Never "Just" a Patch

Hook 42 It takes a Village doodle

There's no such thing as "just a typo."

In Drupal, clients and prospective users see the user interface and documentation first. When we give them demos or when they evaluate the Drupal project, they aren’t just evaluating the code. Grammar, punctuation, readability, and spelling all matter. They give the project credibility. It is just as important to maintain the same high standards with the front facing side of Drupal as we do with the code.

I have been working with Drupal for about three years, and contributing back to the project for a little less than two.

I have learned quite a bit, but, most importantly, I have come to the conclusion that there is no such thing as “just” a typo, “just” a grammar issue, or “just” a documentation patch; not all patches have to fix code to be important.

Ways to get involved:

Getting involved is easy. You don’t have to be a senior developer to give back. There are multiple ways to contribute to the issue queue. Whether you are a Project Manager, Customer Success Engineer, a novice, or hold a non-technical role - there is something you can do to contribute back to the community. 

"It’s really the Drupal community and not so much the software that makes the Drupal project what it is. So fostering the Drupal community is actually more important than just managing the code base." - Dries Buytaert

Report an issue:

If you come across an issue when using the project or evaluating a module make note of it (or them). In your notes include how to replicate the problem(s). If you have a dedicated community lead on your team, pass on the info; if not, you can report the issue in the project's issue queue. The problem can only be remedied if the community knows about it.

Create a patch:

If you’ve found an issue to work on, the next step is to create a patch. This can be the most difficult step, and there are a few ways to make a patch, but there is plenty of documentation on Drupal.org. Remember there is no such thing as “just” a small patch. Every patch moves the Drupal project closer to perfection!

Help test patches and provide useful feedback:

Testing patches and providing feedback is also a great way to contribute, and it is an important part of the process. You can use the Drupal issue queue, Dreditor, and Simplytest.me to review and test patches. Carefully read the issue summary, spin up a site applying the patch, and test the functionality. Be sure to follow the steps for replication and make notes of any ambiguity.

When testing patches, first and foremost, be polite and give USEFUL constructive feedback. It is really helpful to supply screenshots from before and after the patch was applied.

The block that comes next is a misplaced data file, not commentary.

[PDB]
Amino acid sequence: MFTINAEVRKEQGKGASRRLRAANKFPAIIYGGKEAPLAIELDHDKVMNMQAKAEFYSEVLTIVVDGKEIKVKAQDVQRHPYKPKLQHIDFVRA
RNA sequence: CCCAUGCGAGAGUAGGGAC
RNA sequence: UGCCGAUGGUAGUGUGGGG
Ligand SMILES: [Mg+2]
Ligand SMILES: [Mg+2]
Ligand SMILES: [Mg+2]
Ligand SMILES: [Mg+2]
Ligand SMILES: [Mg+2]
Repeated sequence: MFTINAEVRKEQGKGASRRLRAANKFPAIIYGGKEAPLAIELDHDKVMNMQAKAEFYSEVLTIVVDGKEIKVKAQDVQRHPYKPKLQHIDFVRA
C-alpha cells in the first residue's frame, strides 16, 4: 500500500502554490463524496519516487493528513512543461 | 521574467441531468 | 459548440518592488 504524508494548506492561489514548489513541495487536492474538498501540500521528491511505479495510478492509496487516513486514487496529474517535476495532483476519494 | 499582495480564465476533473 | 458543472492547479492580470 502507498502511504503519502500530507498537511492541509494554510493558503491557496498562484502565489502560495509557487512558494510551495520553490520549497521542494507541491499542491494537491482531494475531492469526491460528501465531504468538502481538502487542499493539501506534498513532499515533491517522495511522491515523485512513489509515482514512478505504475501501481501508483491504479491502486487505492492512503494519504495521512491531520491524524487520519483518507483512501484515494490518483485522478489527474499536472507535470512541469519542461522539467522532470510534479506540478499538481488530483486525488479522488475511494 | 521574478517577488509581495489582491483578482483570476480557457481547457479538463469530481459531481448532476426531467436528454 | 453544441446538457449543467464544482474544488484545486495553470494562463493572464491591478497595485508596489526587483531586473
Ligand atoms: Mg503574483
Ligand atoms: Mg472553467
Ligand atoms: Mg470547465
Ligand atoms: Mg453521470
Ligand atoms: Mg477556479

Ask Questions:

Ask questions. All the time. Every Drupaler was once a beginner, but sometimes they forget the steps it takes to learn the process. Asking for clarification of the issue and steps for replication can help make the testing a little easier.

Attend code sprints and allow yourself to be mentored:

Does any (or all) of this sound like something you’d love to do but need a little help to get started? If so, DrupalCon and many Drupal camps have full day code sprints which provide mentoring for people who want to get involved. Mentors can help set up local testing environments, walk through the patching process, and give insights to basic issue triage. If you are interested in helping others get started, you can also sign up to be a mentor.

It takes a village:

Not everyone who works on open source projects is a coder. Smaller tasks help the less experienced gain confidence and experience, which, in turn, leads to more contributions. A more polished Drupal leads to more job security.

The User Interface and functionality of the project are often the first things that potential users of the project see. If they don’t code themselves, the forward facing project is all that they may ever see. Code is very important, but so are all the other parts. With that in mind, typos, grammar issues, or lack of documentation might “just” turn out to be a problem. Remember, the small patches are just as important as those that address code.

It takes a village!

Additional resources:

At the upcoming Florida Drupal Camp, February 16th - 18th, I will be presenting my session: Dred(itor) the Issue Queue? Don't - It's Simple(lytest) to Git in! I have also been helping to organize and lead the Sunday Code Sprints. Come to the Sunshine State to get a complete rundown of the issue queue process and start collaborating with the Drupal project!